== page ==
Grieving: being a son and a father loosing a father and a son

Wednesday 19 September 2007 at 00:16

Twenty-four weeks of gestation is such a short time and almost completely in the abstract, especially for a man. Nervous about providing for another hungry mouth. Nervous about Sarah's health. Distant anticipation for a new life. I've long hoped my kids would love each other as dearly as I love my brother. All of that emotional energy was focused on Sarah's growing belly.

Suddenly the conversation turned to death. And then more death.

Tears show the feelings that words cannot express

We learned of the fatal birth defects August fifteenth and faced questions no parent should ever have to ask. Is it more humane to have an abortion or to wait for the baby to die on its own? If no to abortion, would Sarah be able to endure conversations with acquaintances and strangers? Obviously pregnant and only becoming more so, people would ask about the due date and gender. Some can't resist touching a pregnant belly. All of which is weird enough alone without also provoking tears and the burden of sharing horrible news. If yes to abortion, what kind of abortion? I wasn't prepared for questions of method. Would it be better to choose dilation and extraction (aka. D&E -- disturbingly clinical term for a profoundly gruesome procedure)? Or better to induce the pregnancy knowing the baby would suffocate after cutting the umbilical cord?

I've long intellectually favored euthanasia, despite "thou shall not kill". I kept remembering Of Mice and Men. (spoiler?) Can one kill humanely, even lovingly? But thought experiments and intellectual banter are easy when hypothetical or fictional. Faced with real life and real death, nothing suggested direction. Abortion and euthanasia had always been balanced counterpoint. Never before were they the same thing. Is the lesser evil even measurable? With which choice could we live?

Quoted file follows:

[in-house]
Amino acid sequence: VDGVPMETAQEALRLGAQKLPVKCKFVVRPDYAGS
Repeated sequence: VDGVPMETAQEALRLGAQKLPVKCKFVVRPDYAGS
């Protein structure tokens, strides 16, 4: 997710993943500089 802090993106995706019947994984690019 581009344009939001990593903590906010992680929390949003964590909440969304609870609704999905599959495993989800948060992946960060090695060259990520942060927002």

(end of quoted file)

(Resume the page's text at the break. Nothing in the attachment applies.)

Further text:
Real choices are difficult and painful because all the options are miserable.

On September forth we learned the baby's heart had stopped. Relieved of the choice and horrified to be relieved at the death of our unborn child.

In stillbirth the motions are Birth and the emotions are Death. Anticipation mingles with dread. He was literally beet red from head to toe. The Caucasian skin tones I expected don't develop until after twenty-four weeks. Amid that shock I still felt parental pride and a surprising sense of connection. Then I felt Dad's presence. It seemed exactly right that we name our little boy after Dad. Little Milton was stillborn on September fifth.

Grief for the baby has overshadowed grief for Dad -- I still keep waiting for the floor to drop out from under me. Dad survived brain cancer eighteen years ago, but between the tumor, surgery, chemotherapy, and lots of Dilantin (to control the seizures brought on by the tumor), he was never the same. He was left with a subtle mental disability and forced into retirement. My athletic, go-getter Dad became a couch potato. His death was a long time coming, despite always feeling a long way off. Dad called 911 around eleven p.m. on August sixteenth complaining of lower back and stomach pain. His heart stopped while undergoing a cat scan. Although they briefly revived him, his blood pressure never recovered. He was pronounced dead around two a.m. on the seventeenth. Better that he died quickly, but I wish I could have been by his side. His memorial service was held in Grand Junction on September fifteenth.

Little Milt at only twenty-four weeks (or is it negative twenty-four weeks?) has filled up the past five, while the nearly forty years I knew Dad are lost in the fog. Dad hugely influenced my character, for good and bad. I still keep waiting for the floor to drop out from under me.

On one hand, little Milt was a precious angel of death who came for my Dad. On the other hand, Dad left this Earth as a guardian angel for little Milt. I still imagine Dad and little Milt walking hand-in-hand in a park and it's still really hard to express how much that grounds things for me.